Monday, May 12, 2014

Meeow, Matey!

Wallace Beery always was a pussycat, but I'm getting ahead of myself. If you're not acquainted with Larry Niven's "Known Space" universe, you're in for a treat. You can read a summary of it HERE on Wikipedia. Now, a lot of authors have created literary Science Fiction universes — a set of stories that take place in the same universe, sometimes as a series about the same character or characters, sometimes as otherwise unconnected stories. Poul Anderson had his Van Rijn/Flandry universe, Heinlein had his "Future History," L. Neil smith his "Confederacy" novels, Asimov his "Foundation" series. But almost uniquely, Niven's universe has been so fruitful as to attract what I think is a record number of other writers eager to add to it. Good writers.

And the latest contribution to the "Known Space" series is Treasure Planet by Hal Colebatch and Jessica Q Fox. (Not, please, to be confused with the pretty good animated Disney movie of the same name.) It's counted as part of the "Man-Kzin Wars" series within the "Known Space" universe. It's a big universe. In case you haven't read any of these many books, here's a quick summary. A few centuries from now, a pacifistic United Nations Earth government rules, and mankind has a few colonies here and there. Humanity has come to believe that any advanced sentient race would have adopted pacifistic principles, and then a human ship encounters a shipload of huge tiger-like conquerers and finds out differently. Shades of Flash Gordon and hawkmen and catmen, etc., eh? But not really. This is very realistic stuff, and SF writers have been writing about cat people for decades, but none of them are anything like as believable or well-realized as these huge catlike people, the Kzin. They're like Klingons, only a lot worse and a lot more realistic. They're an aggressive and impulsive bunch, and there's both a Redneck (Border Scot) and Japanese air about them. Too impulsive, because they have four wars with humans, whom they disdain as "monkeys," and lose every one of them through basic overconfidence.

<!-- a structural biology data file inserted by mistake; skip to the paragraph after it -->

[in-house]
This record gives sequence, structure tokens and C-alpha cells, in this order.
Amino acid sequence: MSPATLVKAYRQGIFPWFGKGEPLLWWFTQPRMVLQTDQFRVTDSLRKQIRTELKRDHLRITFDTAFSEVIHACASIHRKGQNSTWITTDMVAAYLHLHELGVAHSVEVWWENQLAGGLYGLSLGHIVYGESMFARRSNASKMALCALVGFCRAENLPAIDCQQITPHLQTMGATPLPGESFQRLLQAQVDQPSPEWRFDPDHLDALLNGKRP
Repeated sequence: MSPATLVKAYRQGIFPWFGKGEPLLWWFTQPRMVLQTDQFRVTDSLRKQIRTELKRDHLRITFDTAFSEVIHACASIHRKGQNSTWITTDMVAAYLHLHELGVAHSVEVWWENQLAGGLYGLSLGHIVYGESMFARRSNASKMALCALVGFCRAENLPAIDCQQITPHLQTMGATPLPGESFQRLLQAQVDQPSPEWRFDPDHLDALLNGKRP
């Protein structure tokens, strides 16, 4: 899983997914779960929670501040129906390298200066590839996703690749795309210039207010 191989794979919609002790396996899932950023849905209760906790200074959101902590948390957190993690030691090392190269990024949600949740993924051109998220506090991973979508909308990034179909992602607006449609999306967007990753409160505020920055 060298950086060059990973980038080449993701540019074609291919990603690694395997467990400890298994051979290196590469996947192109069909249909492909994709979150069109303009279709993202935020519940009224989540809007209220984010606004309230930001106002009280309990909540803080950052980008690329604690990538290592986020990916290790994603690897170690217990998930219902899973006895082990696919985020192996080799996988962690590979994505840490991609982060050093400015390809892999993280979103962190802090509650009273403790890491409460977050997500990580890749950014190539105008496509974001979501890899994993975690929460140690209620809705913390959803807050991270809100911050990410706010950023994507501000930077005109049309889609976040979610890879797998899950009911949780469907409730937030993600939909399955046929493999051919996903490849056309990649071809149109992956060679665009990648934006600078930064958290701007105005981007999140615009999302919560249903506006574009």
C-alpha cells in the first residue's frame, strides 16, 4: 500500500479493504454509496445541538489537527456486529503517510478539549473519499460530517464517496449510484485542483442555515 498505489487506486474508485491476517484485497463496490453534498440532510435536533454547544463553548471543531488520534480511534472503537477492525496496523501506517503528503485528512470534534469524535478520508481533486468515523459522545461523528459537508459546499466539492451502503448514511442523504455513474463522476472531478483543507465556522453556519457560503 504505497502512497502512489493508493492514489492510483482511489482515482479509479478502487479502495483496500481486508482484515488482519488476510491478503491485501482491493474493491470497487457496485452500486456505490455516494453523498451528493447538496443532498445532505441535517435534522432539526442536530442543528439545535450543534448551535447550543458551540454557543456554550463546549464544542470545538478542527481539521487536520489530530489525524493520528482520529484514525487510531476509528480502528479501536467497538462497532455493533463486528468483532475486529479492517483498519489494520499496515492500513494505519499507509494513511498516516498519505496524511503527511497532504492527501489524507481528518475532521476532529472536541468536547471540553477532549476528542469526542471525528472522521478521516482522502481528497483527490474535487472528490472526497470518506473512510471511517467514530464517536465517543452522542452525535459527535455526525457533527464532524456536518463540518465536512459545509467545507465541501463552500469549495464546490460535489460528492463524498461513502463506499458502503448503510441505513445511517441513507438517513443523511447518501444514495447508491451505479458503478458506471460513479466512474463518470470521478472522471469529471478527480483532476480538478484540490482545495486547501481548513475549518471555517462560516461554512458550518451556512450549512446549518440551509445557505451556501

The action in Treasure Planet takes place after these wars, and starts on Wunderland, a human colony planet that was occupied by Kzin armies for decades during the most recent war, where Human and Kzin have learned to live in harmony, more or less, a generation after a peace was signed. And there are rumors of a lost treasure planet. And a human boy. And a Kzin girl. (no, no romance — this is science fiction, not Star Trek gothic fantasy) And an old Kzin pirate. And then more old Kzin pirates, and timbers are shivered and keels are hauled and many are laid horizontal. It makes me think of Smith's pirate books, Henry Martyn and Bretta Martyn, only with tigers. Also like Smith's books, there is a libertarian message to it. Even if you haven't read any other Niven, start with this. It'll be a great introduction to his whole body of "Known Space" works. To get a flavor of what this book is like:

1 comment:

  1. Where I first heard of the Kzin: